Tuesday, February 14, 2012

Ice Donkey 2012 - How It Went Down

Daughter Younger had been tagging along in my last few skating sessions in prep of this solo adventure race. It was unlike her to to give up her Sundays to be with her friends to go skating with her mother and when I asked her about it she replied " Cuz I want to do Ice Donkey too". That conversation took place 7 days before the race. I spent the next 5 days telling her why she shouldn't do this race. 2 days before the race she was registered...along with her 12 year old cousin whom she recruited. Cousin's dad was already registered and he was going to do the map reading and keep us from getting lost. My running partner-in-crime, Nicole, had also signed up.

Prior to daughter signing up, my worries were focussed on how I was going to manage the skating section, and...well that was about it. After Daughter Younger signed on I got a whole whack of things to worry about. Once I set her up with my bike, running gear ( second hand store all for under $40. Good gear, too), and snowshoes I was able to relax.

Race day rolled around and she didn't complain at getting up at 5 am. I was not feeling grounded...worried that I would put my shoes in the wrong drop box and have to run in my biking boots. Or worse, I would forget her shoes.

Nicole picked us up and we struggled to get all 3 bikes on her new bike rack. Colin stopped by to pick up Olivia and just as she was entering the car she said she had not drunk anything since waking up. I was so worried about getting the right clothing and gear that hydrating her completely slipped my mind. She was about to start an adventure race without fluids. Colin said he would pick up some water for her and breakfast for his daughter on the way. That was good enough for me as this adventure would be equivalent to playing outside for a few hours. Same difference, right?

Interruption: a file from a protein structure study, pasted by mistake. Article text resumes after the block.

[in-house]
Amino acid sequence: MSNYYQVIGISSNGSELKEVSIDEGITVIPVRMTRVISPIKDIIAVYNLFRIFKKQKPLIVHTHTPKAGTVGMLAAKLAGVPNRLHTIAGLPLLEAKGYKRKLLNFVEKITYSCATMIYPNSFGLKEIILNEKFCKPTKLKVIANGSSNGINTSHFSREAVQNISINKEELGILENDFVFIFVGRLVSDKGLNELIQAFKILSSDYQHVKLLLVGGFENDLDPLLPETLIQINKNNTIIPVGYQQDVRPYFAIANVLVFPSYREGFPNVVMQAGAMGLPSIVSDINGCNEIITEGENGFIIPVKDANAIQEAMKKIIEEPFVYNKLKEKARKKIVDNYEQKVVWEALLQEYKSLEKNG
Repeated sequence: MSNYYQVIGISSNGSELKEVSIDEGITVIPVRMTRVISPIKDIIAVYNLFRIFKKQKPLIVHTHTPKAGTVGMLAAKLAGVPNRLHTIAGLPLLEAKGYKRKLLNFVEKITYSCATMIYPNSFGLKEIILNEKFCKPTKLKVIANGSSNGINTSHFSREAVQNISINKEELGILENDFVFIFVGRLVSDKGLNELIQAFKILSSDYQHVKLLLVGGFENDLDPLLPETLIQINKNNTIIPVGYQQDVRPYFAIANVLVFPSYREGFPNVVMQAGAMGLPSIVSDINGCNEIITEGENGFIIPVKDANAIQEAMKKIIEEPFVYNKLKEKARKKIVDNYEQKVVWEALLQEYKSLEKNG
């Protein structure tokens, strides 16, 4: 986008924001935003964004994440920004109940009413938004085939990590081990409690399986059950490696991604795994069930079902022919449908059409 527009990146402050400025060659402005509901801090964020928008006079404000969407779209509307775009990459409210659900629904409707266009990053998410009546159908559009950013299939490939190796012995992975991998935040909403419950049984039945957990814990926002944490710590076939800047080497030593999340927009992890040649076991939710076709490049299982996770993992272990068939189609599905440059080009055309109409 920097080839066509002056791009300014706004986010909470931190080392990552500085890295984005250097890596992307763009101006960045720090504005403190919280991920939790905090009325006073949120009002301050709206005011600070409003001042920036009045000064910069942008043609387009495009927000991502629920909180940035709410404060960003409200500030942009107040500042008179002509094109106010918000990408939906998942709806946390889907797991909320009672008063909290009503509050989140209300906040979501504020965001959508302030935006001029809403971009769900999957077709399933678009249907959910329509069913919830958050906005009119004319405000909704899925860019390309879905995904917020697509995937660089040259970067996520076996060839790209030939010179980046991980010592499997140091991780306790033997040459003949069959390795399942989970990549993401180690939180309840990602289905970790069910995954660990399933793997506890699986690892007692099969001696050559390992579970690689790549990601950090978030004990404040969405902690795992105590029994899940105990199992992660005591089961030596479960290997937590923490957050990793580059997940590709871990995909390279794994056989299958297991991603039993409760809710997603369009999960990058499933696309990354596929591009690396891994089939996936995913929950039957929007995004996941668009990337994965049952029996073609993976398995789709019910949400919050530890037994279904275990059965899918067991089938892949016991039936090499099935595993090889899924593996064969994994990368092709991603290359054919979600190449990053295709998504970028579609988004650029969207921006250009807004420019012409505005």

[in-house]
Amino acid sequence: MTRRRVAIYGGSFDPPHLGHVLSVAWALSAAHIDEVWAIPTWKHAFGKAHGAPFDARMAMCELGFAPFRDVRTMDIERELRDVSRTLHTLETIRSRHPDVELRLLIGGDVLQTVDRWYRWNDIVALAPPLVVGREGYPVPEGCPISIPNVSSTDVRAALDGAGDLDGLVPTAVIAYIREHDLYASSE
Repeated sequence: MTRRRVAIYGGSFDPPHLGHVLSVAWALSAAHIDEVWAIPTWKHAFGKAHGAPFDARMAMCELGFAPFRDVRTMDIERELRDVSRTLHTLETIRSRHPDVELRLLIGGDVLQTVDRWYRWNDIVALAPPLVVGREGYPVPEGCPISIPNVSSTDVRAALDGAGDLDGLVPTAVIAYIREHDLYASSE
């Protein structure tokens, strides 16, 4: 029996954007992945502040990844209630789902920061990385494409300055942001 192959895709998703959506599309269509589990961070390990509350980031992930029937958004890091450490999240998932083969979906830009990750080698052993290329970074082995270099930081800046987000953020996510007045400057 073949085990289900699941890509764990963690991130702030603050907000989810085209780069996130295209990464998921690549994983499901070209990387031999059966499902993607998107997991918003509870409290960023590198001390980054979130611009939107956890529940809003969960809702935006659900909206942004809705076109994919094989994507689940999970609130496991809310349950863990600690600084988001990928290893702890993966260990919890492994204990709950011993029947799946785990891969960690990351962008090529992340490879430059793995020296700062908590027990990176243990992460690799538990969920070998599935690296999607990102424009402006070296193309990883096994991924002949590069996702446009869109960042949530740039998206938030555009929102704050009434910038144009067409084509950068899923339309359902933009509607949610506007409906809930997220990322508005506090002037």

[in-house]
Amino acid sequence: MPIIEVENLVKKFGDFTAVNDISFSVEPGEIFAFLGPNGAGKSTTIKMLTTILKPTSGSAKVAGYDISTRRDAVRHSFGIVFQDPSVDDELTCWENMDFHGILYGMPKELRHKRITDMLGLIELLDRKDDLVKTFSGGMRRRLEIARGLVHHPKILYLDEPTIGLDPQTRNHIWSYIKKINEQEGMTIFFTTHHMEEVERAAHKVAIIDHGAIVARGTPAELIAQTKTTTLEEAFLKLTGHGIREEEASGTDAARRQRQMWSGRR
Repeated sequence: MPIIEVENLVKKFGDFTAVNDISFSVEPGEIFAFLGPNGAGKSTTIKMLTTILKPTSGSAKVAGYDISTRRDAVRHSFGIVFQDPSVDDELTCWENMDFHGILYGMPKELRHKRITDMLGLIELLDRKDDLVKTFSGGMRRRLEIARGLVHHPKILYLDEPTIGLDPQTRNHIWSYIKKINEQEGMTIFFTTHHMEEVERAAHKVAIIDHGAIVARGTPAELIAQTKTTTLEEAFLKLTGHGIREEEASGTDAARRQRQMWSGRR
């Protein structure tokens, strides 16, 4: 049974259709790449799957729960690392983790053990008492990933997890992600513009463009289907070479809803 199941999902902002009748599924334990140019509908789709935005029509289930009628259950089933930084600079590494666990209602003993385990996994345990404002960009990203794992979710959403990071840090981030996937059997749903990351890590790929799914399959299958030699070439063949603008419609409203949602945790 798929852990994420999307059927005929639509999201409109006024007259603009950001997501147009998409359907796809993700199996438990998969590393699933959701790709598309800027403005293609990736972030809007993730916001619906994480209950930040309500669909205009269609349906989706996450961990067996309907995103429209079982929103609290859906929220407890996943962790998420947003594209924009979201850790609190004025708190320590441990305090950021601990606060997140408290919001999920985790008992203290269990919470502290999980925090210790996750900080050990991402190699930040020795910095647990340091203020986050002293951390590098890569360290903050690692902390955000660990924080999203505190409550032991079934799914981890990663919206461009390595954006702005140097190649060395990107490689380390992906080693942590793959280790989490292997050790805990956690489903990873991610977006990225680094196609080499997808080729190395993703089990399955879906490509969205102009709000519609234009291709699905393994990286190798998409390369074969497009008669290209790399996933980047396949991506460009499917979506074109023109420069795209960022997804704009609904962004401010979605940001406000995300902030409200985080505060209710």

As we were following Colin on the way to the race, Nicole became obsessed about her new bike rack and confessed she was worried all 3 of our bikes would either come crashing through the back of her window or crashing to the ground and getting promptly run over. I had not noticed that the rack was swaying from side to side. She was commenting on how nice Colin's bike rack was when all of a sudden he pulled his car over. Just as he stopped the car, his 16 year old rack collapsed in a heap on the road, followed by their 2 bikes. We all brainstormed for a few minutes but in the end he managed to stuff the 2 bikes in the trunk of his little car and we were off again. Colin was calm throughout this ordeal but Nicole and I were basically hysterical at this point.

We arrived at the site 10 minutes later, entered the Forks and began the final registration process. We unloaded the drop boxes and I was feeling generally relaxed. was feeling confident we got everything in the right drop box, especially after Nicole reassured me of this fact 3 or 4 times. Now all that was left to do was go play outside for a few hours. Eventually someone announced it was time for the racers to meet on the ice in five minutes. nicole mentioned we should keep our map handy as we were preparing to head out. Colin replied he never uses a map for these city races because you just follow the crowd. Colin is a wilderness guru. For fun he goes into the woods solo for a few days once or twice a year and once he even trekked in the rockies for a week by himself without getting lost. Upon this sage advice I ignored the guy next to us who had his waterproof map attached to his jacket all handy like and proceeded to stuff mine into the bottom of my back pack. We slapped on a few hot shots and headed out the door.